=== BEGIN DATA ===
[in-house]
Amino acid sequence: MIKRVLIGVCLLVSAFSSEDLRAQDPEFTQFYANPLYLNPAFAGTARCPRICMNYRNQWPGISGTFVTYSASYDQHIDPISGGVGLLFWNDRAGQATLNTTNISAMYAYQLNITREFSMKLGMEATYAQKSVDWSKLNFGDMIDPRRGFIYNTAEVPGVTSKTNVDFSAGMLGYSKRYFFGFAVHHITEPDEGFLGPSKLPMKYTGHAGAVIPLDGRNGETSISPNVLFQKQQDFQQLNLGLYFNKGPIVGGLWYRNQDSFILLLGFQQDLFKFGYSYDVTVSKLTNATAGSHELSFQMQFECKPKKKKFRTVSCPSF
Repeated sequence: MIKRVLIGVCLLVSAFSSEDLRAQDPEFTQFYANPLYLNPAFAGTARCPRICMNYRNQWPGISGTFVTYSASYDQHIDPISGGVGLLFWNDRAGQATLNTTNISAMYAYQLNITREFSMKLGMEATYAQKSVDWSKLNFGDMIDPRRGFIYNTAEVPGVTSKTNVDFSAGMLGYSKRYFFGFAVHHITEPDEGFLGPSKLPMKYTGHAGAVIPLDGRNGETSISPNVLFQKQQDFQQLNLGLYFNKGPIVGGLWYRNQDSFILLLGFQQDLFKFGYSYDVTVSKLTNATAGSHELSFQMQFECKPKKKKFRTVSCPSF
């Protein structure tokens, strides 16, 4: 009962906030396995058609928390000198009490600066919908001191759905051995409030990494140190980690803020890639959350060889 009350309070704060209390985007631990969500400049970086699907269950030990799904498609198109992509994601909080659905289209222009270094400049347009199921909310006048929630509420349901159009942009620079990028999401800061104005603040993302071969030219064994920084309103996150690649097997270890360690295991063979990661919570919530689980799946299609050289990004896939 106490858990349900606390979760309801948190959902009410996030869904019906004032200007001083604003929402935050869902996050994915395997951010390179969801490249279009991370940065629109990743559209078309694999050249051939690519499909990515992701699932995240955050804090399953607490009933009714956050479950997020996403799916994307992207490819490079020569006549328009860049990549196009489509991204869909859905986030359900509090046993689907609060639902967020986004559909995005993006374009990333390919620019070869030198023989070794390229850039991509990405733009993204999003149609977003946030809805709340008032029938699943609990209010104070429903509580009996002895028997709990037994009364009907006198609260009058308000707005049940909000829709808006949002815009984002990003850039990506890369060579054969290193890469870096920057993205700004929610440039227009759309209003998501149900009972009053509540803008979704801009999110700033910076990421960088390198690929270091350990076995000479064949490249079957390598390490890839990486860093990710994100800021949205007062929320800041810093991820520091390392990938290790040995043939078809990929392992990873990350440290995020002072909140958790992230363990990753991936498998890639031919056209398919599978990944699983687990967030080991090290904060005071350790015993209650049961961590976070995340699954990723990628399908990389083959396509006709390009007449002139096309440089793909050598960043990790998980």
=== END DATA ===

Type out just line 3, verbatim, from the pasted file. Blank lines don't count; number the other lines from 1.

Repeated sequence: MIKRVLIGVCLLVSAFSSEDLRAQDPEFTQFYANPLYLNPAFAGTARCPRICMNYRNQWPGISGTFVTYSASYDQHIDPISGGVGLLFWNDRAGQATLNTTNISAMYAYQLNITREFSMKLGMEATYAQKSVDWSKLNFGDMIDPRRGFIYNTAEVPGVTSKTNVDFSAGMLGYSKRYFFGFAVHHITEPDEGFLGPSKLPMKYTGHAGAVIPLDGRNGETSISPNVLFQKQQDFQQLNLGLYFNKGPIVGGLWYRNQDSFILLLGFQQDLFKFGYSYDVTVSKLTNATAGSHELSFQMQFECKPKKKKFRTVSCPSF